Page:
E4: Presence: The Lost Art of Giving Your Full Attention

E4: Presence: The Lost Art of Giving Your Full Attention

 
 
00:00 / 00:19:53
 
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Show Notes

Episode Transcript

Forgive typos and odd grammatical mistakes—this was transcribed using the magic of AI, and while it’s insanely awesome, it’s not perfect.

[00:00:00] What is up, everybody, and welcome back to the I Hear You podcast.

[00:00:04] Today, we’re diving in to a principle that is becoming more and more critical in today’s world. And that is the art of presence. The art of giving your full attention. I now refer to it as a lost art, because with everything going on in today’s world, it is increasingly more difficult to just give somebody your full attention for a short period of time. So today we’re going to talk about the importance of giving our full attention, of being present with people. We’re going to talk about why that’s so powerful, how. How it can be incredibly connecting in all of your relationships. We’re going to discuss several different tips on how to improve your presence and how to be more aware when you’re talking with different people. And lastly, we’re going to dove into some tips and techniques for when you feel like the other person you’re talking to isn’t giving you their full attention when you feel like they’re not fully present. So stick around. It’s a setting up. So a lot of great things to talk about. Let’s get to it.

The Most Valuable Gift You Have to Give

[00:01:24] Presence, focus, attention. It’s really one of the most meaningful gifts we have to give to anybody. Think about it. Your undivided attention. You’re sitting in a room face to face with somebody. You giving valuable moments, precious moments of your 24 hours to another person. That’s that’s generous. That’s that’s a valuable gift. And becoming increasingly so in today’s world, when I feel like everybody is just running around trying to cram more and more accomplishments into the same 24 hour period. It’s big and it’s it’s it’s a gift you can give and it’s something that unfortunately a lot of a struggle to give because our minds are often elsewhere. And it’s tricky when you’re sitting down and talking to somebody. If you if you were wanting to strengthen a relationship with somebody, you have to learn how to shut out the outside of how to shut off the outside distractions. You have to find a way to stay focused. And a lot of us think that we can fake attention. A lot of us think that we can pretend that we’re focused so that we can listen to somebody while we’re still working on something else. It’s tempting to think we can do that. You cannot. We cannot. The this idea of multitasking. Sure. While you might be able to do, you know, sit on the restaurant, run on a treadmill and watch a show. OK. Yes. Your your quote unquote, multitasking. But can you glance at the basketball game on the TV while your spouse is talking to you about something that’s important to him or her? No.

[00:03:03] Can you be reading or—heaven forbid, writing—an e-mail while you’re on a conference call with somebody at work, at work and still get all of the information and contribute in a way to the conversation and write a legible, coherent e-mail? No, you can’t. Your back and forth, you switch tasking and you’re not giving anybody the attention. You’re not giving any project, the attention or the focus that it deserves. If you don’t believe me, just think back to a time when you’ve been in a conversation with someone who clearly wasn’t giving you their attention.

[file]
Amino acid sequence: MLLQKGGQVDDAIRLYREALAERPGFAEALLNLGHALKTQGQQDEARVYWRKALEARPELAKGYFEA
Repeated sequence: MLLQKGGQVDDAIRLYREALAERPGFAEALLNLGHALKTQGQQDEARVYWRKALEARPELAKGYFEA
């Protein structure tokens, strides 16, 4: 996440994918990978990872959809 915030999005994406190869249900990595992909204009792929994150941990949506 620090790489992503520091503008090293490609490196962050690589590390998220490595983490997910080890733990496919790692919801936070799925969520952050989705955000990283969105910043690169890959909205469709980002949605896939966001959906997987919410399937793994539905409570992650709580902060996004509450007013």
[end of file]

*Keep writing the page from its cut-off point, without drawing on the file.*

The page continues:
Reading a Text, Mid-Conversation

[00:03:35] I remember years ago I was talking with a friend and I was sharing an experience, something I thought was pretty funny that it happened over the weekend. And I started explaining things, got into the story a little bit. And literally, she’s looking at me. She’s listening to me. She’s not in your head. And then her phone vibrates in her pocket and she immediately pulls it out and looks down at her phone and starts reading a text message. Like mid-conversation, she just breaks eyecontact, looks down and is just reading her phone and she reads it for like 15 seconds and I actually just stop talking because it was so shocking to me that she Laoghaire just like, okay, I’m done with you. Here’s my phone. And she’s reading the text message. And she didn’t even really acknowledge I mean, I stopped talking and she finished reading and she kind of looked back up at me. As well, she didn’t even realize that I had stopped talking.

[00:04:25] She must have figured she must. Frankly, she probably zoned out far earlier than the text message. I guess my experience really wasn’t that exciting to her. My bad, but I remember it hurt me. I wasn’t I wasn’t overly offended. You know, I will go home and cry about it, but I remember being shocked at how rude it was, how disrespectful it was that I, a good friend of mine, just completely ignored me. Once something, quote unquote, better or more interesting came came up and I can’t really blame her. Especially nowadays, because even if I don’t reach for my phone when it buzzes in my pocket and I’m talking to somebody else, my mind still goes there. That’s that’s the crazy, borderline addictive power of these devices that we have because we get dopamine hits every time we get a new text message. What what is it? Who is it? What did they say? And even even if you’re trying to stay razor focused on somebody, that is tempting. And we have it’s almost for many of us, it’s a knee jerk. Again, biological, because the dopamine reaction when some distraction pops in there. So it’s it’s important. It’s critical because it’s so difficult. It’s such a valuable resource because it is so rare. Our attention and our world is constantly vying for it again.